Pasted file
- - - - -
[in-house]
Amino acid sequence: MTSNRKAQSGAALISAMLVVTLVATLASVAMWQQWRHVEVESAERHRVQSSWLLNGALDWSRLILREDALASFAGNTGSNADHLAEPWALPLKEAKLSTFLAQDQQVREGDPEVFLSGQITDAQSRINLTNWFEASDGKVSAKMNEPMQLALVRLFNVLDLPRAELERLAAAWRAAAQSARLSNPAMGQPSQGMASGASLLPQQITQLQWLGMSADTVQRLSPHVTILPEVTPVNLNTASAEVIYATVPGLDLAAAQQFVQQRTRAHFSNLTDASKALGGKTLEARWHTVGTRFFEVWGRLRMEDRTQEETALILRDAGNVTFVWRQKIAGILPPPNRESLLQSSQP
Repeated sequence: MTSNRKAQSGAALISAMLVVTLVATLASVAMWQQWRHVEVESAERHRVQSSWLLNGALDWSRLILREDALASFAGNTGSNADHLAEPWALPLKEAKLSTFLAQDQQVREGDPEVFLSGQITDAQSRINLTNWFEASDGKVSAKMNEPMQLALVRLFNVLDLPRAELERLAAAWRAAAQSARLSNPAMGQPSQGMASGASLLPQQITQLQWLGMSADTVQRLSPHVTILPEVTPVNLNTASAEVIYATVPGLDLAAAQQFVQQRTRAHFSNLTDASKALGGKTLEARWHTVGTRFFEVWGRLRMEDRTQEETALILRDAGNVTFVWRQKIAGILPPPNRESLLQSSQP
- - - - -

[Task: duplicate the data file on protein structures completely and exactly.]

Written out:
[in-house]
Amino acid sequence: MTSNRKAQSGAALISAMLVVTLVATLASVAMWQQWRHVEVESAERHRVQSSWLLNGALDWSRLILREDALASFAGNTGSNADHLAEPWALPLKEAKLSTFLAQDQQVREGDPEVFLSGQITDAQSRINLTNWFEASDGKVSAKMNEPMQLALVRLFNVLDLPRAELERLAAAWRAAAQSARLSNPAMGQPSQGMASGASLLPQQITQLQWLGMSADTVQRLSPHVTILPEVTPVNLNTASAEVIYATVPGLDLAAAQQFVQQRTRAHFSNLTDASKALGGKTLEARWHTVGTRFFEVWGRLRMEDRTQEETALILRDAGNVTFVWRQKIAGILPPPNRESLLQSSQP
Repeated sequence: MTSNRKAQSGAALISAMLVVTLVATLASVAMWQQWRHVEVESAERHRVQSSWLLNGALDWSRLILREDALASFAGNTGSNADHLAEPWALPLKEAKLSTFLAQDQQVREGDPEVFLSGQITDAQSRINLTNWFEASDGKVSAKMNEPMQLALVRLFNVLDLPRAELERLAAAWRAAAQSARLSNPAMGQPSQGMASGASLLPQQITQLQWLGMSADTVQRLSPHVTILPEVTPVNLNTASAEVIYATVPGLDLAAAQQFVQQRTRAHFSNLTDASKALGGKTLEARWHTVGTRFFEVWGRLRMEDRTQEETALILRDAGNVTFVWRQKIAGILPPPNRESLLQSSQP